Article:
UK Charity Sibs Offers Resources for Siblings of Fragile X Children

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by Diana Campelo Delgado |

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U.K. charity Sibs

Sibs, a U.K. charity that supports siblings of all ages who have a brother or sister with disability, has presented several resources for siblings of children with fragile X syndrome.

Last month, the charity hosted an online workshop for parents in the fragile X community; the theme was “Supporting siblings of children with Fragile X.” Following the webinar, Sibs shared a number of helpful resources for these families; they are available on the Fragile X Society website.

Specifically, Sibs made the workshop’s handouts available to parents. The topics discussed included siblings’ positive experiences such as developing tolerance and empathy for others, or having fun with their brother or sister. But they also addressed difficulties and challenges at school or with others, current research, and helpful information regarding siblings’ needs, which includes giving them regular attention, making them feel included, voicing their feelings, and addressing so-called “provoking behavior.”

The document also presents 10 tips for supporting siblings. Number one is to spend one-on-one time with siblings daily. Others are how to identify signs of concern, and where to get more help. To learn more, consult the handouts here.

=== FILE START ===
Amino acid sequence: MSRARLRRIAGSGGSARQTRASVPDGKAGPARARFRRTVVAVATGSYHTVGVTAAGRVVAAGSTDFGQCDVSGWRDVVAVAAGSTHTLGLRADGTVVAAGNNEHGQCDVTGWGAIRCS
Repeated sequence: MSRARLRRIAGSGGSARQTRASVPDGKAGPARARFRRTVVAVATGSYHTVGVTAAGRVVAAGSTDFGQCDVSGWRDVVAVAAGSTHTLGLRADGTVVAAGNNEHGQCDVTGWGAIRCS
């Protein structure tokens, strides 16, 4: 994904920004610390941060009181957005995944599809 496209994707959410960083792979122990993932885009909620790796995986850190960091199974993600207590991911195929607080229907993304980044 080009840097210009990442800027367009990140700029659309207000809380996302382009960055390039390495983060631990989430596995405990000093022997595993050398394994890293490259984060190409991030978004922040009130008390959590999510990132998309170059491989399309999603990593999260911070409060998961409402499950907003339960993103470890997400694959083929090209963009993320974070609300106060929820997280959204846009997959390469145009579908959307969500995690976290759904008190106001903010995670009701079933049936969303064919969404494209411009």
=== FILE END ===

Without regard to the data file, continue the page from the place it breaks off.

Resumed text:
Sibs also shared possible activities for siblings. The “attention jar activity,” for instance, is designed to give regular attention to young siblings and encourage them to ask for attention in a positive way rather than through bad behavior or whining. Details on this activity are available here.

Also, “Sibs Talk” is a one-to-one support intervention that has been piloted in primary schools across England. Its goal is to enhance siblings’ well-being and engagement with learning. It consists of an activity booklet in which each page is a short session meant to have the sibling work through with a member of school staff.

Sibs also has a new project, “Siblings in Schools,” that seeks to find out what is most helpful for siblings in schools and what helps them progress. The information leaflet is available here. Those interested in taking part in this project may e-mail the development officer at [email protected].

To support siblings of children with different conditions, the charity also made a booklist available for families. It can be viewed here.

Finally, a study by University College London’s Institute of Education aims to better understand the experiences and relationship between loneliness, sleep, daytime behaviors and living the support needs of siblings of a brother or sister with a chronic disease. It is intended for siblings ages 8 to 25 and living in an English-speaking country. To participate in the survey or know more about the study, go visit this website.

To learn more about the available resources at Sibs, ask questions or request  support, e-mail [email protected].